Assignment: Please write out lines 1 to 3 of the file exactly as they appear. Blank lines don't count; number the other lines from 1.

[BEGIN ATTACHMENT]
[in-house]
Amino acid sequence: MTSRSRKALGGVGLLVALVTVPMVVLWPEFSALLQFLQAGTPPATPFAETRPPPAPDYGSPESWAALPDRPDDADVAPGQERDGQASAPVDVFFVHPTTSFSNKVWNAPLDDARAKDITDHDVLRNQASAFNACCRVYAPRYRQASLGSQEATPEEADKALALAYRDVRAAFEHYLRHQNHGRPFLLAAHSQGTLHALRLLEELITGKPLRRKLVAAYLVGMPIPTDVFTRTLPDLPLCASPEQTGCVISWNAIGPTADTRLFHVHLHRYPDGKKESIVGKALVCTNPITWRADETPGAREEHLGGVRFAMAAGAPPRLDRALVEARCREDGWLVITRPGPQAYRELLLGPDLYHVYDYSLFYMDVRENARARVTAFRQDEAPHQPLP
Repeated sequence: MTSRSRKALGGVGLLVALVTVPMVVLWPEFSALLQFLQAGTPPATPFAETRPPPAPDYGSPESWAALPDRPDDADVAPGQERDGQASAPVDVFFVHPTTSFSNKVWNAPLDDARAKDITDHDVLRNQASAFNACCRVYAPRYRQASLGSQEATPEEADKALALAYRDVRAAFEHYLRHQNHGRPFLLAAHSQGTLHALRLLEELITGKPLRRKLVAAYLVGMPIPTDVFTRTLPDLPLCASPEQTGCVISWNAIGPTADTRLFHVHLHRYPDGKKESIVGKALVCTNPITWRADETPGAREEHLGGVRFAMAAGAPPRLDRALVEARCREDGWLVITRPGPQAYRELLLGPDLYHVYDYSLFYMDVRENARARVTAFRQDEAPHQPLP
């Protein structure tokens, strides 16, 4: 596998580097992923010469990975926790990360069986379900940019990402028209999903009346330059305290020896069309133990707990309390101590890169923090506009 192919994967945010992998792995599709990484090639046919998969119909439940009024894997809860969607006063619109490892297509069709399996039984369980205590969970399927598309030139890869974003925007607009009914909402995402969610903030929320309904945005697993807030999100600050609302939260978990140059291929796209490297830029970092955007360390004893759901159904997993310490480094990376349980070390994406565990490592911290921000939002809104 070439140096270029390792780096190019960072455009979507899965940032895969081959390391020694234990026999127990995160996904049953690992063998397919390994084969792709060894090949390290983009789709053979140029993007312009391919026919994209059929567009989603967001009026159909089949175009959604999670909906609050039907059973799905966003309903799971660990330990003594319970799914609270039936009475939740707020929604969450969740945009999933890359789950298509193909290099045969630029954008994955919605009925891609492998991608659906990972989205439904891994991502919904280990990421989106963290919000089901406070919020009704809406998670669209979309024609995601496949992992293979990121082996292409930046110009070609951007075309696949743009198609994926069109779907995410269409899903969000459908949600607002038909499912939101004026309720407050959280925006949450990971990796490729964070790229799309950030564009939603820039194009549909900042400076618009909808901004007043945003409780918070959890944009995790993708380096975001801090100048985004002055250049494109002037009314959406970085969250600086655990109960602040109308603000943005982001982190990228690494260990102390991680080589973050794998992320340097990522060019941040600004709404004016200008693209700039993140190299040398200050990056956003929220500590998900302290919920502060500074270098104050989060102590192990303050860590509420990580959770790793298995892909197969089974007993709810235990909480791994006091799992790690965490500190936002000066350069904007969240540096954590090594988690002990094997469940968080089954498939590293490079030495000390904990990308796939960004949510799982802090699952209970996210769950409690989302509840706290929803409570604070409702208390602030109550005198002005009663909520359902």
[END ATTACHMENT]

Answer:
[in-house]
Amino acid sequence: MTSRSRKALGGVGLLVALVTVPMVVLWPEFSALLQFLQAGTPPATPFAETRPPPAPDYGSPESWAALPDRPDDADVAPGQERDGQASAPVDVFFVHPTTSFSNKVWNAPLDDARAKDITDHDVLRNQASAFNACCRVYAPRYRQASLGSQEATPEEADKALALAYRDVRAAFEHYLRHQNHGRPFLLAAHSQGTLHALRLLEELITGKPLRRKLVAAYLVGMPIPTDVFTRTLPDLPLCASPEQTGCVISWNAIGPTADTRLFHVHLHRYPDGKKESIVGKALVCTNPITWRADETPGAREEHLGGVRFAMAAGAPPRLDRALVEARCREDGWLVITRPGPQAYRELLLGPDLYHVYDYSLFYMDVRENARARVTAFRQDEAPHQPLP
Repeated sequence: MTSRSRKALGGVGLLVALVTVPMVVLWPEFSALLQFLQAGTPPATPFAETRPPPAPDYGSPESWAALPDRPDDADVAPGQERDGQASAPVDVFFVHPTTSFSNKVWNAPLDDARAKDITDHDVLRNQASAFNACCRVYAPRYRQASLGSQEATPEEADKALALAYRDVRAAFEHYLRHQNHGRPFLLAAHSQGTLHALRLLEELITGKPLRRKLVAAYLVGMPIPTDVFTRTLPDLPLCASPEQTGCVISWNAIGPTADTRLFHVHLHRYPDGKKESIVGKALVCTNPITWRADETPGAREEHLGGVRFAMAAGAPPRLDRALVEARCREDGWLVITRPGPQAYRELLLGPDLYHVYDYSLFYMDVRENARARVTAFRQDEAPHQPLP